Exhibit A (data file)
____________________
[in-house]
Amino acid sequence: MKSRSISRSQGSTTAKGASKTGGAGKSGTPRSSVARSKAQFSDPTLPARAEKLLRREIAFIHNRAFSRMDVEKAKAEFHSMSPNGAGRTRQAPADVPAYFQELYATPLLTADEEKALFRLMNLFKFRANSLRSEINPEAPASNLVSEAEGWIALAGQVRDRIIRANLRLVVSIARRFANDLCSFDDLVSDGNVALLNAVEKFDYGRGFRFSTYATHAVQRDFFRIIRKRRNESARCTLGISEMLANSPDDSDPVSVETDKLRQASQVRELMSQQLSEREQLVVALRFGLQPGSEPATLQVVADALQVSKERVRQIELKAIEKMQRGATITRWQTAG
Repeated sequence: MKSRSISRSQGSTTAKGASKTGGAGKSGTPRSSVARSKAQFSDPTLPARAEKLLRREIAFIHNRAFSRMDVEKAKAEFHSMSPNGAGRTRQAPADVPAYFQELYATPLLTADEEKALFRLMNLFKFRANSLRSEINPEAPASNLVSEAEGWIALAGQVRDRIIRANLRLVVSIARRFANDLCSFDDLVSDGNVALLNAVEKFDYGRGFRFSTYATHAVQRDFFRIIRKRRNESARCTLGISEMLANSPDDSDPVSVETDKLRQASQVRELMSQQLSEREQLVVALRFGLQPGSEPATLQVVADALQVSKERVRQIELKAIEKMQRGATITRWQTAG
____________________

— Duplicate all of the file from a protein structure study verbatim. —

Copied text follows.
[in-house]
Amino acid sequence: MKSRSISRSQGSTTAKGASKTGGAGKSGTPRSSVARSKAQFSDPTLPARAEKLLRREIAFIHNRAFSRMDVEKAKAEFHSMSPNGAGRTRQAPADVPAYFQELYATPLLTADEEKALFRLMNLFKFRANSLRSEINPEAPASNLVSEAEGWIALAGQVRDRIIRANLRLVVSIARRFANDLCSFDDLVSDGNVALLNAVEKFDYGRGFRFSTYATHAVQRDFFRIIRKRRNESARCTLGISEMLANSPDDSDPVSVETDKLRQASQVRELMSQQLSEREQLVVALRFGLQPGSEPATLQVVADALQVSKERVRQIELKAIEKMQRGATITRWQTAG
Repeated sequence: MKSRSISRSQGSTTAKGASKTGGAGKSGTPRSSVARSKAQFSDPTLPARAEKLLRREIAFIHNRAFSRMDVEKAKAEFHSMSPNGAGRTRQAPADVPAYFQELYATPLLTADEEKALFRLMNLFKFRANSLRSEINPEAPASNLVSEAEGWIALAGQVRDRIIRANLRLVVSIARRFANDLCSFDDLVSDGNVALLNAVEKFDYGRGFRFSTYATHAVQRDFFRIIRKRRNESARCTLGISEMLANSPDDSDPVSVETDKLRQASQVRELMSQQLSEREQLVVALRFGLQPGSEPATLQVVADALQVSKERVRQIELKAIEKMQRGATITRWQTAG